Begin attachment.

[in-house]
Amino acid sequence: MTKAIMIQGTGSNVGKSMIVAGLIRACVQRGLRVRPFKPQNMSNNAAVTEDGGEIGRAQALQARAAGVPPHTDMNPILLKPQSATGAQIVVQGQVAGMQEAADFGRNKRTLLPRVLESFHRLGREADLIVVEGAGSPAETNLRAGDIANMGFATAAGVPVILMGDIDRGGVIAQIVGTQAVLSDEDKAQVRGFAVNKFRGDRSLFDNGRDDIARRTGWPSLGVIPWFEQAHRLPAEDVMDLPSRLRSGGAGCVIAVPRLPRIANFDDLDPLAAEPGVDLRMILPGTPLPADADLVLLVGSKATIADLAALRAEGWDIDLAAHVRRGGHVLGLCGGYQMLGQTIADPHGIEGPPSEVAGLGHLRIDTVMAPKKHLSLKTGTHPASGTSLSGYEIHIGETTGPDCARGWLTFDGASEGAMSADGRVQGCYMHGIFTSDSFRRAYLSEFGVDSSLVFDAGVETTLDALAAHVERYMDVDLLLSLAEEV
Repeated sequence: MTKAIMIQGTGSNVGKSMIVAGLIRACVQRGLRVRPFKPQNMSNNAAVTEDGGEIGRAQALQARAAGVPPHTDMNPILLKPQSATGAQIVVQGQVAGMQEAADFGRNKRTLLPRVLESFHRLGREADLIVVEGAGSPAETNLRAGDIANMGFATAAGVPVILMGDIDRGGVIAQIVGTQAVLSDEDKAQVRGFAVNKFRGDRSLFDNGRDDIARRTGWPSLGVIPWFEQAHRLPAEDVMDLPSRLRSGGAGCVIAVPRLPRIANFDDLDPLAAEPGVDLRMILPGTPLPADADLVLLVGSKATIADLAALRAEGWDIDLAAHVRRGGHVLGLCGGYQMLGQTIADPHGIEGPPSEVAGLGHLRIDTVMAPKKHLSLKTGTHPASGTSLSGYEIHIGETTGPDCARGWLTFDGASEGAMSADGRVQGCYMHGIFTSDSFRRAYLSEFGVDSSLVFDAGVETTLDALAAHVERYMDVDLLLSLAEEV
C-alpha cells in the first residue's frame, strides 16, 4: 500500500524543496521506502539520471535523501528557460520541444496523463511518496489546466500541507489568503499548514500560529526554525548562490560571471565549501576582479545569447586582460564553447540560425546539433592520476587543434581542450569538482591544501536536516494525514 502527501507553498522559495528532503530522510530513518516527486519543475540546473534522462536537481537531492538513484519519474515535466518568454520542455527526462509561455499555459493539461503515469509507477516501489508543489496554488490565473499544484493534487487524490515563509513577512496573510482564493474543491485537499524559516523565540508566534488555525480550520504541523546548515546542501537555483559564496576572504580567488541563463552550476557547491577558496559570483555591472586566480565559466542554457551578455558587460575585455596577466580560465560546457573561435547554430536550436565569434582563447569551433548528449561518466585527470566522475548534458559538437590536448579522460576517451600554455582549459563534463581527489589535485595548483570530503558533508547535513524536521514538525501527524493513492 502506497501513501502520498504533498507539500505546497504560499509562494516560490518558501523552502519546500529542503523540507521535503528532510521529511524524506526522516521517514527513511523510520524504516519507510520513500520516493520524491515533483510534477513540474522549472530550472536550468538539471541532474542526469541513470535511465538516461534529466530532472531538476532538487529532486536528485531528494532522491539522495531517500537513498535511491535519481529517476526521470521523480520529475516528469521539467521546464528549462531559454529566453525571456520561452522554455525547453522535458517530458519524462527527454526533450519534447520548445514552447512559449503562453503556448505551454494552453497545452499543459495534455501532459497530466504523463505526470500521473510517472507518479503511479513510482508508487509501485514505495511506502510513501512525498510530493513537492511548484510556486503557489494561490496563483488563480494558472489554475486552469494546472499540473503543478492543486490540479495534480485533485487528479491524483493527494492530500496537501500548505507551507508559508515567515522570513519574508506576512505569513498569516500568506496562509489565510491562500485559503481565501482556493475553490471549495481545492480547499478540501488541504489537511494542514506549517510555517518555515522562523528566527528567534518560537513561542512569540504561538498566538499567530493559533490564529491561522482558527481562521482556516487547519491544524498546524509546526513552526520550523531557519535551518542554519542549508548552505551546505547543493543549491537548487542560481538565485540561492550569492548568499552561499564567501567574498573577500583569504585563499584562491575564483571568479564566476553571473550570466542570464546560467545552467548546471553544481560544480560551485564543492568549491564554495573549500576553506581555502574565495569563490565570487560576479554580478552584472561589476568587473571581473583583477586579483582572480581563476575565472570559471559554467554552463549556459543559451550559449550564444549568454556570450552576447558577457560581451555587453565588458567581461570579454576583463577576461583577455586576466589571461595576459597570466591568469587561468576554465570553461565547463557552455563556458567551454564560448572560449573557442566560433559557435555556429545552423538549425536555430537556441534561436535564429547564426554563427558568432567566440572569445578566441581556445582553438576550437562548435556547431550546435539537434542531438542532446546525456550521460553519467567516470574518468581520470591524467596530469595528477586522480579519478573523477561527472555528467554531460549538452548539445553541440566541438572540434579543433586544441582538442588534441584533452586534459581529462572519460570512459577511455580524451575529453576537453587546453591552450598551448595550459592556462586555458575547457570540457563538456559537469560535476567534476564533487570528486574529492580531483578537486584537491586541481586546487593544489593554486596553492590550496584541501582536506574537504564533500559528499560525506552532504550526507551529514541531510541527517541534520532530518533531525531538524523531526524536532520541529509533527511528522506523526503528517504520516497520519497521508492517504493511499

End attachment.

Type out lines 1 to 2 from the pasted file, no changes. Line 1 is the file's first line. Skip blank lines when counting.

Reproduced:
[in-house]
Amino acid sequence: MTKAIMIQGTGSNVGKSMIVAGLIRACVQRGLRVRPFKPQNMSNNAAVTEDGGEIGRAQALQARAAGVPPHTDMNPILLKPQSATGAQIVVQGQVAGMQEAADFGRNKRTLLPRVLESFHRLGREADLIVVEGAGSPAETNLRAGDIANMGFATAAGVPVILMGDIDRGGVIAQIVGTQAVLSDEDKAQVRGFAVNKFRGDRSLFDNGRDDIARRTGWPSLGVIPWFEQAHRLPAEDVMDLPSRLRSGGAGCVIAVPRLPRIANFDDLDPLAAEPGVDLRMILPGTPLPADADLVLLVGSKATIADLAALRAEGWDIDLAAHVRRGGHVLGLCGGYQMLGQTIADPHGIEGPPSEVAGLGHLRIDTVMAPKKHLSLKTGTHPASGTSLSGYEIHIGETTGPDCARGWLTFDGASEGAMSADGRVQGCYMHGIFTSDSFRRAYLSEFGVDSSLVFDAGVETTLDALAAHVERYMDVDLLLSLAEEV